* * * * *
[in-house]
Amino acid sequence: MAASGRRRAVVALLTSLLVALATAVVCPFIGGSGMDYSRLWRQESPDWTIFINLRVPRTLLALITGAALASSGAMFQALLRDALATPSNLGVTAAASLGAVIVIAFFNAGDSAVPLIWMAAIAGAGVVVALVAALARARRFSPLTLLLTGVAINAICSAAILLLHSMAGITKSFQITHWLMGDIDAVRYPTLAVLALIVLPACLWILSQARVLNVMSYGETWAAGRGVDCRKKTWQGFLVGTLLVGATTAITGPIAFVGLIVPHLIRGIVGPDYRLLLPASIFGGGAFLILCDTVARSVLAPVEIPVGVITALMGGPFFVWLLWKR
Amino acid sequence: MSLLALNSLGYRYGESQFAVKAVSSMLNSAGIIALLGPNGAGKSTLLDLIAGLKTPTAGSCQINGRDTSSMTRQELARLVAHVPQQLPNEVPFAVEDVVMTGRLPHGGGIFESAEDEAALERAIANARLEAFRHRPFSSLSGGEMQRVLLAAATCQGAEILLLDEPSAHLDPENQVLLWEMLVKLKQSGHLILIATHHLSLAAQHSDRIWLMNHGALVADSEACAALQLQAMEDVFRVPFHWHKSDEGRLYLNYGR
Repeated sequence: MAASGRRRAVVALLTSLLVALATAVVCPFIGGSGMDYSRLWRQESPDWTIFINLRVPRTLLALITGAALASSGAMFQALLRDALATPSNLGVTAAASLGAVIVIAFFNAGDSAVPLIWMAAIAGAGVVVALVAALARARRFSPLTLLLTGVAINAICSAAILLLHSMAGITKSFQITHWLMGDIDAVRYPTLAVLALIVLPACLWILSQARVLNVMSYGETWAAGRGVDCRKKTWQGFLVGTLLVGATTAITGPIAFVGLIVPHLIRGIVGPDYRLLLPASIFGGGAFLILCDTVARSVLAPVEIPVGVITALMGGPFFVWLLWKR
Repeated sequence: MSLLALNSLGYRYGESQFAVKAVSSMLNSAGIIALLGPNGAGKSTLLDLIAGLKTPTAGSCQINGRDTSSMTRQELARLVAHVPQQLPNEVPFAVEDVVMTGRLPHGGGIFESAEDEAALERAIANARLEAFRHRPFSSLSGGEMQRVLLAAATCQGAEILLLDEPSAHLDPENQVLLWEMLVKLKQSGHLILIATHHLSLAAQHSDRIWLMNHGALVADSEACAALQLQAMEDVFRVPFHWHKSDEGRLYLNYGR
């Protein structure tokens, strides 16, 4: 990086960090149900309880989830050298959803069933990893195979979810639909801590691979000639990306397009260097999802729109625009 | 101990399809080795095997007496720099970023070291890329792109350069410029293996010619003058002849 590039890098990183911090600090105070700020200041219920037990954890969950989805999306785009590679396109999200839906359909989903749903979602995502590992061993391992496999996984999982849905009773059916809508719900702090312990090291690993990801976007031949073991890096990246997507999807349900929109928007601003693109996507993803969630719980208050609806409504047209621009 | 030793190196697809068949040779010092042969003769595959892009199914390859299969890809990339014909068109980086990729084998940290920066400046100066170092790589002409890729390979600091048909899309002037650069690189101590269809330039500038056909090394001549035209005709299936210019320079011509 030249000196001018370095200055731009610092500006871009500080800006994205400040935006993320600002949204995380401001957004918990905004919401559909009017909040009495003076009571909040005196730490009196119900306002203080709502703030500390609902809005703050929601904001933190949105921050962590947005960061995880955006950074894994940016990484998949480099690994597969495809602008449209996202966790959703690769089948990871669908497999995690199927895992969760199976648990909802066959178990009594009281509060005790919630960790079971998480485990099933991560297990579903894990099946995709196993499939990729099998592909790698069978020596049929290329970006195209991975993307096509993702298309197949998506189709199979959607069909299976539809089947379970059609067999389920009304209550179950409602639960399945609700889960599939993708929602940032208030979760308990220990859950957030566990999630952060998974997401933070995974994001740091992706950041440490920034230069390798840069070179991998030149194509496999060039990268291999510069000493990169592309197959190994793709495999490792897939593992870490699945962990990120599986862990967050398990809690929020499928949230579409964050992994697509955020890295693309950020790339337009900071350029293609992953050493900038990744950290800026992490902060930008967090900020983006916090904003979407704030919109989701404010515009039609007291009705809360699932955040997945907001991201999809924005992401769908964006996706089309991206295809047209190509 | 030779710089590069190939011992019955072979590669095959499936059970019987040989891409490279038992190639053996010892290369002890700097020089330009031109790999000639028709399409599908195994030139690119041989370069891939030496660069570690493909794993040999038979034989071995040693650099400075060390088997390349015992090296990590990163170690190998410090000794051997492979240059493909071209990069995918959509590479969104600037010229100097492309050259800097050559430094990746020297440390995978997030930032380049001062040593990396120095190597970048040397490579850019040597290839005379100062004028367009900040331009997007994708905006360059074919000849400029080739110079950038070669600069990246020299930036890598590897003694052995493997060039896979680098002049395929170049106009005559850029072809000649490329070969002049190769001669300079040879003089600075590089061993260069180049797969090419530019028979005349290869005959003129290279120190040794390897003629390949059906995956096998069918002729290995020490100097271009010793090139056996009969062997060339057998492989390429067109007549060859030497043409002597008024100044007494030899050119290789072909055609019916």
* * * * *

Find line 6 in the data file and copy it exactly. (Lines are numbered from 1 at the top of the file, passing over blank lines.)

């Protein structure tokens, strides 16, 4: 990086960090149900309880989830050298959803069933990893195979979810639909801590691979000639990306397009260097999802729109625009 | 101990399809080795095997007496720099970023070291890329792109350069410029293996010619003058002849 590039890098990183911090600090105070700020200041219920037990954890969950989805999306785009590679396109999200839906359909989903749903979602995502590992061993391992496999996984999982849905009773059916809508719900702090312990090291690993990801976007031949073991890096990246997507999807349900929109928007601003693109996507993803969630719980208050609806409504047209621009 | 030793190196697809068949040779010092042969003769595959892009199914390859299969890809990339014909068109980086990729084998940290920066400046100066170092790589002409890729390979600091048909899309002037650069690189101590269809330039500038056909090394001549035209005709299936210019320079011509 030249000196001018370095200055731009610092500006871009500080800006994205400040935006993320600002949204995380401001957004918990905004919401559909009017909040009495003076009571909040005196730490009196119900306002203080709502703030500390609902809005703050929601904001933190949105921050962590947005960061995880955006950074894994940016990484998949480099690994597969495809602008449209996202966790959703690769089948990871669908497999995690199927895992969760199976648990909802066959178990009594009281509060005790919630960790079971998480485990099933991560297990579903894990099946995709196993499939990729099998592909790698069978020596049929290329970006195209991975993307096509993702298309197949998506189709199979959607069909299976539809089947379970059609067999389920009304209550179950409602639960399945609700889960599939993708929602940032208030979760308990220990859950957030566990999630952060998974997401933070995974994001740091992706950041440490920034230069390798840069070179991998030149194509496999060039990268291999510069000493990169592309197959190994793709495999490792897939593992870490699945962990990120599986862990967050398990809690929020499928949230579409964050992994697509955020890295693309950020790339337009900071350029293609992953050493900038990744950290800026992490902060930008967090900020983006916090904003979407704030919109989701404010515009039609007291009705809360699932955040997945907001991201999809924005992401769908964006996706089309991206295809047209190509 | 030779710089590069190939011992019955072979590669095959499936059970019987040989891409490279038992190639053996010892290369002890700097020089330009031109790999000639028709399409599908195994030139690119041989370069891939030496660069570690493909794993040999038979034989071995040693650099400075060390088997390349015992090296990590990163170690190998410090000794051997492979240059493909071209990069995918959509590479969104600037010229100097492309050259800097050559430094990746020297440390995978997030930032380049001062040593990396120095190597970048040397490579850019040597290839005379100062004028367009900040331009997007994708905006360059074919000849400029080739110079950038070669600069990246020299930036890598590897003694052995493997060039896979680098002049395929170049106009005559850029072809000649490329070969002049190769001669300079040879003089600075590089061993260069180049797969090419530019028979005349290869005959003129290279120190040794390897003629390949059906995956096998069918002729290995020490100097271009010793090139056996009969062997060339057998492989390429067109007549060859030497043409002597008024100044007494030899050119290789072909055609019916």